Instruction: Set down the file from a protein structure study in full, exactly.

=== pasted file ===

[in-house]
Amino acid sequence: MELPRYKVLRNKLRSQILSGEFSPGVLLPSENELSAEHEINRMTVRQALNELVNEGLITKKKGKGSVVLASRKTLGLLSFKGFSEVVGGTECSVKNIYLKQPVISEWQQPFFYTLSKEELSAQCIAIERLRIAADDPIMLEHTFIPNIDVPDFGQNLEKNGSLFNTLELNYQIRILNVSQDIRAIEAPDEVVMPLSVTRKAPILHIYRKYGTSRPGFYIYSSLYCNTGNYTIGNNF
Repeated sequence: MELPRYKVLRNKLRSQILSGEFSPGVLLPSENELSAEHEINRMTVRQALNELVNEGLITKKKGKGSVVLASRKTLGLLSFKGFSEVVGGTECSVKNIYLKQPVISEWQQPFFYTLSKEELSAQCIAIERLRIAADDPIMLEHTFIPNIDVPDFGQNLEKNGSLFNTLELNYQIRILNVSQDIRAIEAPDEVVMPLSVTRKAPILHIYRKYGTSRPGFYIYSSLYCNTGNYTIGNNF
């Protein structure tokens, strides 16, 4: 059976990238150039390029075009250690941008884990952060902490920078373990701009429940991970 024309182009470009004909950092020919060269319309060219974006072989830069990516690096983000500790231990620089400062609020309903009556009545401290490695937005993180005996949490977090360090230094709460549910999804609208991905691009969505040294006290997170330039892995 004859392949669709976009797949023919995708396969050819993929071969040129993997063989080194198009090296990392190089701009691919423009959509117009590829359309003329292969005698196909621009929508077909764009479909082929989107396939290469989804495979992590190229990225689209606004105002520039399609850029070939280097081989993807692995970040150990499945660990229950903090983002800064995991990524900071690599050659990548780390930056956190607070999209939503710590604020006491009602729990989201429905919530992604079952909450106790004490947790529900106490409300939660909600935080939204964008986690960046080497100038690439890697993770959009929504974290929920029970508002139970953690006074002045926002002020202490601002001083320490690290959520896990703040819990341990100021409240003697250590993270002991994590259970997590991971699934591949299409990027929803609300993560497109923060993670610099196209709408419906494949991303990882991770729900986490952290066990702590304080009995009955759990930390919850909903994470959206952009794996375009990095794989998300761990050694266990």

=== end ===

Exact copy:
[in-house]
Amino acid sequence: MELPRYKVLRNKLRSQILSGEFSPGVLLPSENELSAEHEINRMTVRQALNELVNEGLITKKKGKGSVVLASRKTLGLLSFKGFSEVVGGTECSVKNIYLKQPVISEWQQPFFYTLSKEELSAQCIAIERLRIAADDPIMLEHTFIPNIDVPDFGQNLEKNGSLFNTLELNYQIRILNVSQDIRAIEAPDEVVMPLSVTRKAPILHIYRKYGTSRPGFYIYSSLYCNTGNYTIGNNF
Repeated sequence: MELPRYKVLRNKLRSQILSGEFSPGVLLPSENELSAEHEINRMTVRQALNELVNEGLITKKKGKGSVVLASRKTLGLLSFKGFSEVVGGTECSVKNIYLKQPVISEWQQPFFYTLSKEELSAQCIAIERLRIAADDPIMLEHTFIPNIDVPDFGQNLEKNGSLFNTLELNYQIRILNVSQDIRAIEAPDEVVMPLSVTRKAPILHIYRKYGTSRPGFYIYSSLYCNTGNYTIGNNF
């Protein structure tokens, strides 16, 4: 059976990238150039390029075009250690941008884990952060902490920078373990701009429940991970 024309182009470009004909950092020919060269319309060219974006072989830069990516690096983000500790231990620089400062609020309903009556009545401290490695937005993180005996949490977090360090230094709460549910999804609208991905691009969505040294006290997170330039892995 004859392949669709976009797949023919995708396969050819993929071969040129993997063989080194198009090296990392190089701009691919423009959509117009590829359309003329292969005698196909621009929508077909764009479909082929989107396939290469989804495979992590190229990225689209606004105002520039399609850029070939280097081989993807692995970040150990499945660990229950903090983002800064995991990524900071690599050659990548780390930056956190607070999209939503710590604020006491009602729990989201429905919530992604079952909450106790004490947790529900106490409300939660909600935080939204964008986690960046080497100038690439890697993770959009929504974290929920029970508002139970953690006074002045926002002020202490601002001083320490690290959520896990703040819990341990100021409240003697250590993270002991994590259970997590991971699934591949299409990027929803609300993560497109923060993670610099196209709408419906494949991303990882991770729900986490952290066990702590304080009995009955759990930390919850909903994470959206952009794996375009990095794989998300761990050694266990």